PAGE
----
Credit: Coyne Scientific
A new SLAS Discovery article available now for free ahead of print offers perspective from researchers at Coyne Scientific (Atlanta, GA) about Clinical Trials in a Dish (CTiD), a novel strategy that bridges preclinical testing and clinical trials.
The pharmaceutical industry is facing unprecedented challenges as the cost of developing new drugs reaches unsustainable levels, fueled in large part by high attrition rates in clinical development. This new CTiD platform allows pharmaceutical companies to test, at the population level, novel drugs on patient cells before moving into actual clinical trials. Because current preclinical strategies don't follow this principle, CTiD offers the potential to significantly impact drug discovery and development.
Recent demonstrations show various human induced pluripotent stem cell-derived (hiPSCs) cell types (cardiac, neuronal, hepatic) recapitulate a specific individual's drug response (rather than that of a generic human being) and have opened up new avenues that support the concept of screening for cell-based safety and toxicity at the level of a population. The concept of CTiD is to satisfy, in an in vitro setting, the defining biological truth that establishes the need for a multi-patient clinical trial, which is that drug responses vary by human. CTiD studies are efficient, allow the study of a range of clinical doses, and can be executed at a fraction of the cost outside of the rigid and heavily regulated clinical testing environment.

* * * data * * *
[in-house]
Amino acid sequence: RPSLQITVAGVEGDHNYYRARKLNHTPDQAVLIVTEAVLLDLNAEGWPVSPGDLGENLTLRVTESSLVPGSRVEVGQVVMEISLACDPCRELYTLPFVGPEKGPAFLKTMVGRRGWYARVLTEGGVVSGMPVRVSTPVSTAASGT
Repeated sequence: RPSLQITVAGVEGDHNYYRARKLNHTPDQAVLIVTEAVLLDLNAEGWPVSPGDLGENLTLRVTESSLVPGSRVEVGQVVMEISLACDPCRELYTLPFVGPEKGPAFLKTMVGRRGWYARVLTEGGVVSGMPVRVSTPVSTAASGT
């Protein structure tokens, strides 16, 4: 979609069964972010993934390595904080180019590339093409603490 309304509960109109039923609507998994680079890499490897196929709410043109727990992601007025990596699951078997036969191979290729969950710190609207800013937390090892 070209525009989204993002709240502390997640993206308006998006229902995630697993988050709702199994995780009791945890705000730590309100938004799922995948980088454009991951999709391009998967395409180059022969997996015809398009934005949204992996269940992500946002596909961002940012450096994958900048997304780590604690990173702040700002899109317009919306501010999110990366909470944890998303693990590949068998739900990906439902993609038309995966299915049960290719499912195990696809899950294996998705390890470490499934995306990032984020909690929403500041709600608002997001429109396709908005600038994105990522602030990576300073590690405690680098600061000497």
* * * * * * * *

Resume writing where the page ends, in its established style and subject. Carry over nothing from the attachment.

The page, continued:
CTiD studies are poised to revolutionize thinking about practical, immediate and near-term applications in the field of drug discovery and development. CTiD can lead to insights that cannot be obtained so early and economically in drug development by any other approach. Although still requiring improvements and enhancements, CTiD offers to refine the selection of drugs to move into clinical development, leading to reduced attrition and enabling safe drugs that address unmet medical needs to reach patients more quickly.